Elementary, middle, and high school principals hold about 292,200 jobs. The largest employers of elementary, middle, and high school principals are as follows:
|Elementary and secondary schools; local
|Elementary and secondary schools; private
Elementary, middle, and high school principals may find it rewarding to work with students. However, coordinating and interacting with faculty, parents, students, and community members may be demanding. Principals' work is sometimes stressful because they are accountable for their school meeting state and federal standards for student performance and teacher qualification.
Principals typically work full time. They may work evenings or weekends to meet with parents and other members of the community and to attend school functions, such as concerts and athletic events.
Typically, principals work year round and do not have summers off, even if students are not in school. During the summer, principals schedule building maintenance, order school supplies, and hire new teachers and other staff in preparation for the upcoming school year.
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Most schools require elementary, middle, and high school principals to have a master's degree in education administration or leadership. Principals also need experience as teachers.
Principals typically need a master's degree in education leadership or education administration. These master's degree programs prepare future principals to manage staff, create budgets, set goals, and work with parents and the community. To enter the master's degree programs, candidates typically need a bachelor's degree in education, school counseling, or a related field.
Principals need several years of prior work experience as a teacher. For more information on how to become a teacher, see the profiles on kindergarten and elementary school teachers, middle school teachers, and high school teachers.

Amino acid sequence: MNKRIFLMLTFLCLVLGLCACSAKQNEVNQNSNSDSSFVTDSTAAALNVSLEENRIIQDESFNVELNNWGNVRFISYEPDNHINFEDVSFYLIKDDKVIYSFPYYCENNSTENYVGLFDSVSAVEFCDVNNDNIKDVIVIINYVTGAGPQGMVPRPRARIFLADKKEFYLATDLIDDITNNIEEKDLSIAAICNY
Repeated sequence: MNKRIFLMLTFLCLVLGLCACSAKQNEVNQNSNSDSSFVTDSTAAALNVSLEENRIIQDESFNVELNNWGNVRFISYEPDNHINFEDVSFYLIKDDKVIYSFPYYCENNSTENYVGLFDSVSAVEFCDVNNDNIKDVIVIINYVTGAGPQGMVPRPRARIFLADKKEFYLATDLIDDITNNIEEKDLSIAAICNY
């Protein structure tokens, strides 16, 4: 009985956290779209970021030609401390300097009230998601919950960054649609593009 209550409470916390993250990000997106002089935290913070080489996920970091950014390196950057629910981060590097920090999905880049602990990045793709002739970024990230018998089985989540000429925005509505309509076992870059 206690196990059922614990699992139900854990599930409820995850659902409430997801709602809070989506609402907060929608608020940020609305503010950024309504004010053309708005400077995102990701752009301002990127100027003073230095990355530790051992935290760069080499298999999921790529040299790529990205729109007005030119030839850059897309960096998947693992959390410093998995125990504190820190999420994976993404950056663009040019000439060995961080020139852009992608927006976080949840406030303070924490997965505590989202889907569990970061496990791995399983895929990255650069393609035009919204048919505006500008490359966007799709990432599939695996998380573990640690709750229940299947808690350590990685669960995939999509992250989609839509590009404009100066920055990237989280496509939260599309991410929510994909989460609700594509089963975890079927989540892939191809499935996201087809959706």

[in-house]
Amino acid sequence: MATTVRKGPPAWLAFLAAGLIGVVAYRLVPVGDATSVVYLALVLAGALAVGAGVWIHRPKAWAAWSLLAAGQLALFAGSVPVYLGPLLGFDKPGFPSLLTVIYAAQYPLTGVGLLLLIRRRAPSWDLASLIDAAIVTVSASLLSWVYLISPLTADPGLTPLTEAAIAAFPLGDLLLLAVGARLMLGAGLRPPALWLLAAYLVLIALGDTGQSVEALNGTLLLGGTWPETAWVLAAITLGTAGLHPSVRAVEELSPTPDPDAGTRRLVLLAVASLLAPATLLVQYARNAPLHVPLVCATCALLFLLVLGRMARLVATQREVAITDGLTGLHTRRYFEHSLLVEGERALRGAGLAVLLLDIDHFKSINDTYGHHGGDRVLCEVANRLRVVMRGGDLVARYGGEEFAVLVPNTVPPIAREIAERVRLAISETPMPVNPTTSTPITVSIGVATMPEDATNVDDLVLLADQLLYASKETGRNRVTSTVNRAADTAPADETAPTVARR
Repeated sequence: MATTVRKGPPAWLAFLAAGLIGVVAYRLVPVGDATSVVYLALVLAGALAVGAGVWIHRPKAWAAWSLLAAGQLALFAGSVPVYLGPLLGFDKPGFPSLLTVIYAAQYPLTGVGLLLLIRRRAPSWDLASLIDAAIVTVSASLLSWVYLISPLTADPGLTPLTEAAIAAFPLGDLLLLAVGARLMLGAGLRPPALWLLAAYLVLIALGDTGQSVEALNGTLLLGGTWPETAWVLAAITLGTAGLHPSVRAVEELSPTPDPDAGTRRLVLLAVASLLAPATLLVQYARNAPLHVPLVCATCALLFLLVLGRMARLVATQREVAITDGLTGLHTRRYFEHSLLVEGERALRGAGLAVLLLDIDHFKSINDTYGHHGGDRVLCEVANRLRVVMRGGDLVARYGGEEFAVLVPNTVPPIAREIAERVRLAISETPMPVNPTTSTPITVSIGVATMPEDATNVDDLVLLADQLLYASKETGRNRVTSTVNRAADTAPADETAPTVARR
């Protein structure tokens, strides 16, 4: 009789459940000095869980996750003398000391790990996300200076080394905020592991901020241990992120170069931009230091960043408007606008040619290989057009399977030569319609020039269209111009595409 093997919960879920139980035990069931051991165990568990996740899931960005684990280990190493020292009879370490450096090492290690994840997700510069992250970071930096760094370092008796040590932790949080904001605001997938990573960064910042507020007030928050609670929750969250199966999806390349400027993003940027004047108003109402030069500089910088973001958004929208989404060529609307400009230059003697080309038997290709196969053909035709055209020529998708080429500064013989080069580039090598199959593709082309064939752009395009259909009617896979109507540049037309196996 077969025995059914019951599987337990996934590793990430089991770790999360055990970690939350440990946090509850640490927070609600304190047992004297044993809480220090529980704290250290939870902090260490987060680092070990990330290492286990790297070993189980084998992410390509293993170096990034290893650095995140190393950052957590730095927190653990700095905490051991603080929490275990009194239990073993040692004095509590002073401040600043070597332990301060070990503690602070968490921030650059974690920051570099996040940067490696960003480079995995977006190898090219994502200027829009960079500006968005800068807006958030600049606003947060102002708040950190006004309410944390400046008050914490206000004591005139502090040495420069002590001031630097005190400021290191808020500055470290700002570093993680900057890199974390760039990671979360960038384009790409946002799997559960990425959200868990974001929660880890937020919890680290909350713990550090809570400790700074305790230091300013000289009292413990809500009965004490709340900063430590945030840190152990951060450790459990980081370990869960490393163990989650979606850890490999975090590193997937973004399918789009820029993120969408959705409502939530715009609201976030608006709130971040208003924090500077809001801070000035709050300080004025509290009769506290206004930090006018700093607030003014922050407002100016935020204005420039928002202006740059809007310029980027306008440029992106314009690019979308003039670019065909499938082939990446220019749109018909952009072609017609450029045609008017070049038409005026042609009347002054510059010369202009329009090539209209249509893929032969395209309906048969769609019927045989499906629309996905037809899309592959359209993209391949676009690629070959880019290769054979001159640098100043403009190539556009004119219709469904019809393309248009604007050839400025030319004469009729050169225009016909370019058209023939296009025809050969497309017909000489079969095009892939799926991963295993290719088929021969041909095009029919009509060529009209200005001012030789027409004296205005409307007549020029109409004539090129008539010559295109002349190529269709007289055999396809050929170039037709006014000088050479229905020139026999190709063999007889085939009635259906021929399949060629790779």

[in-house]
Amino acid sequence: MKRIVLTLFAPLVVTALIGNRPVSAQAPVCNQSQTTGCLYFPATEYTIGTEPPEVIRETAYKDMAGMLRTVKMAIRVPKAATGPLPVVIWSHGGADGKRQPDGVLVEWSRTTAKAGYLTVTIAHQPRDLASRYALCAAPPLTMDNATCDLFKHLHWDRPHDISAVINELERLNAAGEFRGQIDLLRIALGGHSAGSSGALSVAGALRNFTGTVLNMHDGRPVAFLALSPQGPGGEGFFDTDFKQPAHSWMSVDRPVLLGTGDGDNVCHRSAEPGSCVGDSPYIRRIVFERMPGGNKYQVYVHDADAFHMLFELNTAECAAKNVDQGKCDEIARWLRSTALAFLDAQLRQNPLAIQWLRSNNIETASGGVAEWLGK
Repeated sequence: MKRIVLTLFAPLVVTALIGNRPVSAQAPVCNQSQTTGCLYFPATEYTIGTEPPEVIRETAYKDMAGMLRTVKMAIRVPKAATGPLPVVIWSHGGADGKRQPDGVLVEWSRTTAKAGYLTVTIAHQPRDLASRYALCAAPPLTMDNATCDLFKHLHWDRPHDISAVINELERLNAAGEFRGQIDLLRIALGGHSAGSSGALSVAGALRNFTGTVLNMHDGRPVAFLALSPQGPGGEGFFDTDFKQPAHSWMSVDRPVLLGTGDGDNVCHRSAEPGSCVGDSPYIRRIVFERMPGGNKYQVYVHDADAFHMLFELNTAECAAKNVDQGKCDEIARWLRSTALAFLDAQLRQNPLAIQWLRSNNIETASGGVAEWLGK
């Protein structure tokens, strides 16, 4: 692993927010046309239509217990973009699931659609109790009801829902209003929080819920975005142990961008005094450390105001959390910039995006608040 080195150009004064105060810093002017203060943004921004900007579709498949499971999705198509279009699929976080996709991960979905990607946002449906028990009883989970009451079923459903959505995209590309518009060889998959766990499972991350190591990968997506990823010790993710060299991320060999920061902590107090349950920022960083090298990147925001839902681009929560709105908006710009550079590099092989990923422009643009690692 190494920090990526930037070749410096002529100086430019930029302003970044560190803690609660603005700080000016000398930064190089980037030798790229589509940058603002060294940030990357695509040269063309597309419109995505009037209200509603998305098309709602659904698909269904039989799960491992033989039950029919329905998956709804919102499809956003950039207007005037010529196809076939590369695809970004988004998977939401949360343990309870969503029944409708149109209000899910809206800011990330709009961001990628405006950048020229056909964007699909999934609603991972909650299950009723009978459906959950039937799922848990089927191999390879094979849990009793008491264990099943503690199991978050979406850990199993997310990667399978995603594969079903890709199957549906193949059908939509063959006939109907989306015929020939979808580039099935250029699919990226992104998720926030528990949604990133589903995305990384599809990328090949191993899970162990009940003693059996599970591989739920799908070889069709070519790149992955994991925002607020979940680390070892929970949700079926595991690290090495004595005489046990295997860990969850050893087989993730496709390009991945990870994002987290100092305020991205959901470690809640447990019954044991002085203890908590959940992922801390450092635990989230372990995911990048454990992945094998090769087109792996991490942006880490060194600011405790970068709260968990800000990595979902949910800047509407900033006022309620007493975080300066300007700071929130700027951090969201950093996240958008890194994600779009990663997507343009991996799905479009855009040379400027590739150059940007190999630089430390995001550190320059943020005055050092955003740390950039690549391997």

Most states require public school principals to be licensed as school administrators. Licensure requirements vary by state, but most require a master's degree. Some states have alternative programs for candidates who do not have a master's degree in education administration or leadership. Most states also require candidates to pass an exam and a background check.
Principals in private schools are not required to have a state-issued license.
An assistant principal can advance to become a principal. Some principals advance to become superintendents, which may require completion of additional education. Others become instructional coordinators.
Communication skills. Principals must communicate effectively with students, teachers, and parents. For example, when dealing with student disciplinary or academic issues, they must consult with and listen to parents and teachers in order to understand the problem.
Critical-thinking skills. Principals analyze student test results and testing procedures to determine if improvements are needed. They must assess the available options and choose the best means to help students achieve better results.